Will Saul, his labels Simple Records and Aus Music, and now his new alias Close, are (and will be) amongst the most respected entities in the UK’s dance music community. Between them, the imprints have showcased the musical works of (to casually name a few) Joy Orbison, Dusky, Sei A, October, SCB, Midland, George FitzGerald, Ramadanman, Actress and Bicep.
As an artist, Will Saul has a penned a solo LP, a collaborative effort with Tam Cooper, amongst tens of top-class singles on labels such as 10 Kilo, Systematic and Studio!K7 . His contribution to the development of UK house and techno is barely rivalled, and with the imminent birth of new alias Close, Saul begins to scribe another chapter of his illustrious career.
Hyponik caught up with Will Saul to chat about the increasingly blurred boundaries between his labels, the difference releasing music circa 2003 and how his new Close project came to be…
What can we hope to see from yourself and your two labels over the next six months?
We have EP’s in the pipeline from Bicep, Cottam, George FitzGerald, Midland, Dusky, Duke Dumont, Sei A, Glimpse and a couple of collabs from me & October as well.
Presumably, just from the way in which you’ve released your own material, you feel your own tunes are more at home on Simple Records than Aus Music. True?
Perhaps in the past but going forward they could fit on either as the music on the album is pretty eclectic.
There seem to be some releases that would fit the discography of either label – Sei A’s ‘You Can Bring’ EP and Bicep & Ejeca’s ‘You’/’Don’t’ might be examples. What are the specific characteristics of each label that help you to decide which is more appropriate?
Traditionally Simple has developed into a label for house and techno for the deeper end of the dance floor spectrum (from the likes of October, James Preistley & Dan Berkson, whilst Aus always pushed off into leftfield (Sideshow, Lee Jones, Appleblim & Ramadanman, Joy Orbison, Midland, George FitzGerald etc) but over the last year or so the boundaries have continued to blur in electronic music (for the better in my opinion) and I guess the lines of difference between the labels are less clear. I’ve tried to let the artists on each label make the distinction and focus on developing them but as people from a house and techno background start to make more bass-line driven music and vice versa, it is becoming harder to separate the labels.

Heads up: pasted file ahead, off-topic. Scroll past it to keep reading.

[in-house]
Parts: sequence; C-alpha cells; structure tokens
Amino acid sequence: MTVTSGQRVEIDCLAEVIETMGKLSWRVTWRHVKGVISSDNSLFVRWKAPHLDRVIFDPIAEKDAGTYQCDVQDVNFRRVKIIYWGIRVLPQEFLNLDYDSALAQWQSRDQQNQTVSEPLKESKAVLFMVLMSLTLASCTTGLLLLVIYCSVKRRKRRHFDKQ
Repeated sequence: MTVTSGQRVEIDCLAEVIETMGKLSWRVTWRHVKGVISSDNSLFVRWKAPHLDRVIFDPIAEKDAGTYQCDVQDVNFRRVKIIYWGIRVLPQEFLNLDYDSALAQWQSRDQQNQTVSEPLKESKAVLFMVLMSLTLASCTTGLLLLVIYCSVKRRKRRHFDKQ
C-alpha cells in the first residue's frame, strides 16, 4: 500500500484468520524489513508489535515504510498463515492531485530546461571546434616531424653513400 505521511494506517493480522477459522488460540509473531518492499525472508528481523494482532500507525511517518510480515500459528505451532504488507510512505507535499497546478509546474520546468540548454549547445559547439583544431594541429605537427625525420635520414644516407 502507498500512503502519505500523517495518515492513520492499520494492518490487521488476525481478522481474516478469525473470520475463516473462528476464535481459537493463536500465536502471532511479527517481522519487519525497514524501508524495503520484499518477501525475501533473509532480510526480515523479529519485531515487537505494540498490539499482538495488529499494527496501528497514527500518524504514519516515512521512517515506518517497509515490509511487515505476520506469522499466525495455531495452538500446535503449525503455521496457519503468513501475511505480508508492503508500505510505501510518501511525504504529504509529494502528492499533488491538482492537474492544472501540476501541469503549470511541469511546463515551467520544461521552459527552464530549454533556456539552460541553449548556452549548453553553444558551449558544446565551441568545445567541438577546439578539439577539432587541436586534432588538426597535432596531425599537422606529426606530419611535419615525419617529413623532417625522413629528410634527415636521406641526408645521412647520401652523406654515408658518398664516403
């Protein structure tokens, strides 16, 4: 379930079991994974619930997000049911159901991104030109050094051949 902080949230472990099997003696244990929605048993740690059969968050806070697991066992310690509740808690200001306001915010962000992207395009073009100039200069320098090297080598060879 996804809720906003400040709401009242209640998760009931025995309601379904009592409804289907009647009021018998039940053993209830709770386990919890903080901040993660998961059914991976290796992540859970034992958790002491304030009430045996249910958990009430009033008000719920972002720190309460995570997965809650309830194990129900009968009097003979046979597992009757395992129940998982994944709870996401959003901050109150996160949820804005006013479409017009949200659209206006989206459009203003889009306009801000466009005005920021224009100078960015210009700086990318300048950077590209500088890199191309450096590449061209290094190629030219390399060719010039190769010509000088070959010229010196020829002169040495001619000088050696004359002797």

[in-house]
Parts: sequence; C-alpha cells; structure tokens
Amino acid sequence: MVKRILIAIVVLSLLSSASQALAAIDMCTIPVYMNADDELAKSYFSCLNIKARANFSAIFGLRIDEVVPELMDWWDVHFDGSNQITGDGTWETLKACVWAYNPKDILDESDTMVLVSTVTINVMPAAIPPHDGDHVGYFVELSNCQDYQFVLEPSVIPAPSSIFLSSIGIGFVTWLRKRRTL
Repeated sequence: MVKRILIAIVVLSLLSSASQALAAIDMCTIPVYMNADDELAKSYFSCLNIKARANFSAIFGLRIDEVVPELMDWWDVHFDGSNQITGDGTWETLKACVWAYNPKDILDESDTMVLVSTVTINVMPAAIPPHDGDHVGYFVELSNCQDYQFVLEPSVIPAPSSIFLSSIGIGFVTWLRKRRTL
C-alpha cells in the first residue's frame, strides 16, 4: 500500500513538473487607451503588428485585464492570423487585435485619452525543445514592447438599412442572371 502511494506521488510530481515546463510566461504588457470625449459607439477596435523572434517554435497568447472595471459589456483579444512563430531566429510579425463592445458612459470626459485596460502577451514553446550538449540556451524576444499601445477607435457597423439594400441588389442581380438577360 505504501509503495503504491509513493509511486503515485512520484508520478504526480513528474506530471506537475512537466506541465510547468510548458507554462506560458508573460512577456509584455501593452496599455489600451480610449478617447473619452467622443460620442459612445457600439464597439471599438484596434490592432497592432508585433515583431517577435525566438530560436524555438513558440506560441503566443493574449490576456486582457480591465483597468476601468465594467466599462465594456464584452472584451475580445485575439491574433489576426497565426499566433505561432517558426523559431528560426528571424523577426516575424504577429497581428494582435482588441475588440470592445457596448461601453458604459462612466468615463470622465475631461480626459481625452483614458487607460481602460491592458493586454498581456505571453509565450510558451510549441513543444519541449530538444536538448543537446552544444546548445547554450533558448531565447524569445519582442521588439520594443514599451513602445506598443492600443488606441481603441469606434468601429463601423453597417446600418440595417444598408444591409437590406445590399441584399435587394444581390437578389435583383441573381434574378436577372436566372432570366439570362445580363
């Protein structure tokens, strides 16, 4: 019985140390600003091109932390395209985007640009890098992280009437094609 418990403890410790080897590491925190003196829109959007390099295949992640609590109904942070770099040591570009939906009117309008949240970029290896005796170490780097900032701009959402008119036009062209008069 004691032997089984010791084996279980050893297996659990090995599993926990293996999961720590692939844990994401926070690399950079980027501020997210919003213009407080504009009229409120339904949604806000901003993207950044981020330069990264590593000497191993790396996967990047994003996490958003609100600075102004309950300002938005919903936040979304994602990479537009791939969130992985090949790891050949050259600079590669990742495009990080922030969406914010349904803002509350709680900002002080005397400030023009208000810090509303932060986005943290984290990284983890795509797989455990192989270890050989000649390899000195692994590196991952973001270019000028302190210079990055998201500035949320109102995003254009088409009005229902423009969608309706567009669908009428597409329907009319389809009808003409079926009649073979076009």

Simple Records’ first release was in 2003. How much has the process of putting out a record changed in that time? Has anything changed for the worse?
Its changed beyond recognition to be honest. For the first release I drove to the manufacturing plant and picked up 3000 records, loaded them into the boot of my car (in fact 3000 records pretty much took up all the space in my car to the point where my car was dangerously dragging over speed bumps), drove the majority to the distributor and then took 300 to the promo company Zzonked for club and radio promo and then went to the post office and posted 150+ records to press and more DJ’s. Digital sales were only just starting at that point for dance music.
Beatport arrived on the scene a year or so after we started and it took them a few years to get a foothold. I think the barriers to entry into the world of record labels are a lot lower – by this I mean it costs much less to start a record label and release music digitally. There are many levels of detail that I’m not going to go into now on this topic but for me it means the overall quality of releases in the digital world isn’t as good as the market is flooded with average releases.
When I started Simple (at the time with 3 other people, but now it’s just me) you needed £10,000 just to secure the first few releases in terms of promo/manufacture for a physical record – that means you needed to be pretty committed as no-one drops this kind of money on a whim. Also the key thing is that at this time (2003 and previously) the distributors kind of built in a level of quality control, as to get a distribution deal you needed to have 4/5 records signed, sealed and planned out and as I’ve just outlined that costed quite a bit back then. It’s much harder in many ways to get started these days as you have a glut of digital releases out every week that you’re competing with. Anyway there’s loads more on this topic but that’s a separate interview in its own right to be honest.